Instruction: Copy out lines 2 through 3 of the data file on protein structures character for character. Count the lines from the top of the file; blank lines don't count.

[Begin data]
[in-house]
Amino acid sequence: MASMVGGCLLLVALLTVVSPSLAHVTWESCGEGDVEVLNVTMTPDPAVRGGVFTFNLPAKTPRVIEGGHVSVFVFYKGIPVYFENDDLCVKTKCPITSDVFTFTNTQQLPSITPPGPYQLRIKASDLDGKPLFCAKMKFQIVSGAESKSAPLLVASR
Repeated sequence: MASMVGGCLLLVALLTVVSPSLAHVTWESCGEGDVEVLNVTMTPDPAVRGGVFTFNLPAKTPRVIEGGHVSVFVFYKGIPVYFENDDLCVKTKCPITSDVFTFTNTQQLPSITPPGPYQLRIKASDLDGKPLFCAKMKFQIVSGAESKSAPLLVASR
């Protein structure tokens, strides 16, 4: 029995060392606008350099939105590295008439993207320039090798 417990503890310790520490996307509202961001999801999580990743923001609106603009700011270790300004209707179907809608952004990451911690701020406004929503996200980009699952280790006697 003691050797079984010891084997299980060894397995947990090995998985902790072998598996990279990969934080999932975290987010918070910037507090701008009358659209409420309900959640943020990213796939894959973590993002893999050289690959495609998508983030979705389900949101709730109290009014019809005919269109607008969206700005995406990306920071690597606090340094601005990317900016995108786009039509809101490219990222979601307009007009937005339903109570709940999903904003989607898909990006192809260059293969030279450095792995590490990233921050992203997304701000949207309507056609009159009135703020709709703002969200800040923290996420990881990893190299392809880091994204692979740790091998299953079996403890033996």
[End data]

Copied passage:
Amino acid sequence: MASMVGGCLLLVALLTVVSPSLAHVTWESCGEGDVEVLNVTMTPDPAVRGGVFTFNLPAKTPRVIEGGHVSVFVFYKGIPVYFENDDLCVKTKCPITSDVFTFTNTQQLPSITPPGPYQLRIKASDLDGKPLFCAKMKFQIVSGAESKSAPLLVASR
Repeated sequence: MASMVGGCLLLVALLTVVSPSLAHVTWESCGEGDVEVLNVTMTPDPAVRGGVFTFNLPAKTPRVIEGGHVSVFVFYKGIPVYFENDDLCVKTKCPITSDVFTFTNTQQLPSITPPGPYQLRIKASDLDGKPLFCAKMKFQIVSGAESKSAPLLVASR